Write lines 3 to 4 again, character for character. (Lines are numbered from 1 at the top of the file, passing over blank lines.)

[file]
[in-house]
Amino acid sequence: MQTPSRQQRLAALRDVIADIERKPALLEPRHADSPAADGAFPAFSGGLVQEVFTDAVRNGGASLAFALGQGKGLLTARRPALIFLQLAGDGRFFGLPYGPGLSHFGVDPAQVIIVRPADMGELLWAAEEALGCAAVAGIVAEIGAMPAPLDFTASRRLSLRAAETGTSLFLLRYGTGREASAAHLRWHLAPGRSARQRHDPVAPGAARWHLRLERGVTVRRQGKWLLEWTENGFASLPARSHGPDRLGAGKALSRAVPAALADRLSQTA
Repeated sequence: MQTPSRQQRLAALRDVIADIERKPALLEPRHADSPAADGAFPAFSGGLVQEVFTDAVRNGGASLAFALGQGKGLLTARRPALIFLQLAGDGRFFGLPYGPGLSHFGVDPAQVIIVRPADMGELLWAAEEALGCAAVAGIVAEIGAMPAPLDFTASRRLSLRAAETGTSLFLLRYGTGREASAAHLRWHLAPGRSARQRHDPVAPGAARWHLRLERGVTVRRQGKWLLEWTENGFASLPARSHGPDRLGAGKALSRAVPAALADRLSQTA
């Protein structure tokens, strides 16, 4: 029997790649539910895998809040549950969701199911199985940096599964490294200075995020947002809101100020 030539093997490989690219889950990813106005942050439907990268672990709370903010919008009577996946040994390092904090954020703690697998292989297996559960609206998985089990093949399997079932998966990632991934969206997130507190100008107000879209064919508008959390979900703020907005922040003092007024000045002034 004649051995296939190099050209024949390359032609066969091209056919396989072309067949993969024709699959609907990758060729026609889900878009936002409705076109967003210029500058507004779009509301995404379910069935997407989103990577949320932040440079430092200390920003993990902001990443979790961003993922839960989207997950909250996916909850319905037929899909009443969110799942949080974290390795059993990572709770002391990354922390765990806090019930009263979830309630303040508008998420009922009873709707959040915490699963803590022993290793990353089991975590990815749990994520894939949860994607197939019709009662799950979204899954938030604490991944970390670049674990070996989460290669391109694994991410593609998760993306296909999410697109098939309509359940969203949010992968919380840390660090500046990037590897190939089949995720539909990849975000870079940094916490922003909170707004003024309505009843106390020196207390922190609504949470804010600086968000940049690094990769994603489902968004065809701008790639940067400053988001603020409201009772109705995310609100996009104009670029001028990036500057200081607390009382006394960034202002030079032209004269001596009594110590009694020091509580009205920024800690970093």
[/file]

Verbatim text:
Repeated sequence: MQTPSRQQRLAALRDVIADIERKPALLEPRHADSPAADGAFPAFSGGLVQEVFTDAVRNGGASLAFALGQGKGLLTARRPALIFLQLAGDGRFFGLPYGPGLSHFGVDPAQVIIVRPADMGELLWAAEEALGCAAVAGIVAEIGAMPAPLDFTASRRLSLRAAETGTSLFLLRYGTGREASAAHLRWHLAPGRSARQRHDPVAPGAARWHLRLERGVTVRRQGKWLLEWTENGFASLPARSHGPDRLGAGKALSRAVPAALADRLSQTA
């Protein structure tokens, strides 16, 4: 029997790649539910895998809040549950969701199911199985940096599964490294200075995020947002809101100020 030539093997490989690219889950990813106005942050439907990268672990709370903010919008009577996946040994390092904090954020703690697998292989297996559960609206998985089990093949399997079932998966990632991934969206997130507190100008107000879209064919508008959390979900703020907005922040003092007024000045002034 004649051995296939190099050209024949390359032609066969091209056919396989072309067949993969024709699959609907990758060729026609889900878009936002409705076109967003210029500058507004779009509301995404379910069935997407989103990577949320932040440079430092200390920003993990902001990443979790961003993922839960989207997950909250996916909850319905037929899909009443969110799942949080974290390795059993990572709770002391990354922390765990806090019930009263979830309630303040508008998420009922009873709707959040915490699963803590022993290793990353089991975590990815749990994520894939949860994607197939019709009662799950979204899954938030604490991944970390670049674990070996989460290669391109694994991410593609998760993306296909999410697109098939309509359940969203949010992968919380840390660090500046990037590897190939089949995720539909990849975000870079940094916490922003909170707004003024309505009843106390020196207390922190609504949470804010600086968000940049690094990769994603489902968004065809701008790639940067400053988001603020409201009772109705995310609100996009104009670029001028990036500057200081607390009382006394960034202002030079032209004269001596009594110590009694020091509580009205920024800690970093």